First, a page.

Title page for ETD etd-09012012-143423

Document Type Doctoral Thesis
Author Chaisi, Mamohale Mareitumetse Eugenia
URN etd-09012012-143423
Document Title Diversity of Theileria parasites in African buffalo (Syncerus Caffer) and the challenge of differential diagnosis
Degree PhD
Department Veterinary Tropical Diseases
Advisor Name Title
Dr D Geysen Co-Supervisor
Dr N E Collins Co-Supervisor
Prof M C Oosthuizen Supervisor
  • theileria parva parasites
  • African buffalo
  • rRNA genes
Date 2012-04-13
Availability restricted
In South Africa, the diagnosis of Theileria parva in cattle and buffalo has been complicated by the presence of mildly pathogenic and non-pathogenic Theileria spp. This can lead to inaccurate diagnostic results and confuse the epidemiology of theileriosis. The aims of this study were to identify and characterize the 18S rRNA genes of novel Theileria spp. of the African buffalo, as well as to test new gene targets that will allow for the development of more accurate diagnostic tests for the identification of T. parvainfections in cattle and buffalo.

Buffalo blood samples originating from different geographical regions in South Africa and from Mozambique were screened for the presence of Theileria spp. by the reverse line blot (RLB) hybridization assay. A total of six Theileria spp., namely T. parva, Theileria sp. (buffalo), Theileria mutans, Theileria velifera and Theileria buffeli, were identified from the buffalo samples. These occurred mainly as mixed infections. Some of the samples hybridized only with the Theileria/Babesia genus specific probe that is used in the RLB assay, and not with any of the species-specific probes used, suggesting the presence of novel genotypes or species.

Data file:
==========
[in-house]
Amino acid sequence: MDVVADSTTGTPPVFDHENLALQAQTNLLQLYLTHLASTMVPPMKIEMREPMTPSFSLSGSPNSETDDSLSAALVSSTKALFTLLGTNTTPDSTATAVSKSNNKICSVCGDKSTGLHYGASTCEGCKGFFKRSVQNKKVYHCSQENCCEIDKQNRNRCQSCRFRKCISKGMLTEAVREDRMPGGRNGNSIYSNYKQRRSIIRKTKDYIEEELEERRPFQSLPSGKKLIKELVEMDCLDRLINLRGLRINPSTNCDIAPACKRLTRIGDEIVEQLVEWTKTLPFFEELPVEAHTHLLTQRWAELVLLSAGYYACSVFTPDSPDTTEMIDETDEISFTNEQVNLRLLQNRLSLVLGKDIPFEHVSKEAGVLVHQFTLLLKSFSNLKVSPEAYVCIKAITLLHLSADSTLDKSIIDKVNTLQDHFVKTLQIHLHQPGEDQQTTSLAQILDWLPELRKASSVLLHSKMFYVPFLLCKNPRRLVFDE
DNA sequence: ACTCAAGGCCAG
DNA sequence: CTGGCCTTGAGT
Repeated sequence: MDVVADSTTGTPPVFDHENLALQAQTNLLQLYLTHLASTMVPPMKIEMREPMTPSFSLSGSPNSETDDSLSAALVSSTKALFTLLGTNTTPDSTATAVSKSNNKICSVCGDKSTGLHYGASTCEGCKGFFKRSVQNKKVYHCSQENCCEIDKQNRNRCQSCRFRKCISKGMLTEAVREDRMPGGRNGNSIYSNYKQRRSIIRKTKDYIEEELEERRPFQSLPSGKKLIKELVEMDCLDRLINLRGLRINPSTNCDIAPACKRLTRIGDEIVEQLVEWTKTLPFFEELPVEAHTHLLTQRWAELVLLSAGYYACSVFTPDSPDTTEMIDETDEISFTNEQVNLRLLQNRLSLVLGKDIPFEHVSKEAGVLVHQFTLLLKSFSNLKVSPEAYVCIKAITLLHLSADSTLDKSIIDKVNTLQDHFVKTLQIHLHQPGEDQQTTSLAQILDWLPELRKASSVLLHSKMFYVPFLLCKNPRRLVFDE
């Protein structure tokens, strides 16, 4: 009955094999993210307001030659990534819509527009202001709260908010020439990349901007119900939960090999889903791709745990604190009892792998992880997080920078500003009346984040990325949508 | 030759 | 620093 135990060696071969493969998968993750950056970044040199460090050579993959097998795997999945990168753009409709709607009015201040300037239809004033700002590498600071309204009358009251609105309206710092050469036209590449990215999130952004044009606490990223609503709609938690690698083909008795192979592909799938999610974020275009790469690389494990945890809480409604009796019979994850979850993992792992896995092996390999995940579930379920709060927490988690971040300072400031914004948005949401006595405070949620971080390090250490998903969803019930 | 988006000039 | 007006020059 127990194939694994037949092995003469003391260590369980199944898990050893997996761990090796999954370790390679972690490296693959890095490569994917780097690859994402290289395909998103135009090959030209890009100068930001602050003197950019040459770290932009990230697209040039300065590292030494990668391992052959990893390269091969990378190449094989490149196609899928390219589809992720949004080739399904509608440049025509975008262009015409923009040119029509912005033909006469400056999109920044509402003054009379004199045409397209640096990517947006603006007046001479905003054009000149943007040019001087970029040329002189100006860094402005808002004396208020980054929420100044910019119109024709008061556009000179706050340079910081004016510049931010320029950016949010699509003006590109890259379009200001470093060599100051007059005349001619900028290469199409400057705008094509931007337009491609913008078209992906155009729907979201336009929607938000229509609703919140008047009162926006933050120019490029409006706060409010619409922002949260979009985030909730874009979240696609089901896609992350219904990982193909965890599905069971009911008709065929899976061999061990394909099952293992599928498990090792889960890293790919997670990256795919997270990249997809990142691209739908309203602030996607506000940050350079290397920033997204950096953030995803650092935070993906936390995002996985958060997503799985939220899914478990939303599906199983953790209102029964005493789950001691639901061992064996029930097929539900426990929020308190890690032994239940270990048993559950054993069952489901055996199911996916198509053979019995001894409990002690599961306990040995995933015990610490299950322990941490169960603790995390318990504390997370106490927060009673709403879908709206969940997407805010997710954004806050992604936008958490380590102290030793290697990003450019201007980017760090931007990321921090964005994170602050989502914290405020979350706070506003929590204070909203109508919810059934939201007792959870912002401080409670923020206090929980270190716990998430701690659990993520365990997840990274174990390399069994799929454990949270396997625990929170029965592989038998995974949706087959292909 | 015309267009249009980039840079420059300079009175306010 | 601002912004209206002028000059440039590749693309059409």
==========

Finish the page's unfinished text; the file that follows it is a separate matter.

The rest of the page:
The full-length 18S rRNA genes of parasites from selected samples were characterized by cloning and sequencing. In addition to the identification of 18S rRNA gene sequences that were similar to published Theileria spp. of cattle and buffalo, we identified Theileria sp. (bougasvlei), and novel 18S rRNA gene variants of T. mutans, T. velifera, T. bufJeli. This variation explained why the RLB hybridization assay failed to detect these species in some of the analysed samples. As extensive variation was observed within the T. mutan group, specific RLB oligonucleotide probes were designed from the V 4 hypervariable region of the T. mutans-like 1 and 2/3 18S rRNA gene sequences. Unfortunately these cross-hybridized with T. mutans target DNA and could not be used to screen buffalo samples to determine the occurrence of these genotypes in buffalo in South Africa. This problem could be solved by designing probes from a more variable area of the 18S rRNA gene of the T. mutans groups. Alternatively, a quantitative real-time PCR (qPCR) assay could be used for differentiation of these genotypes as it is more sensitive than the RLB assay.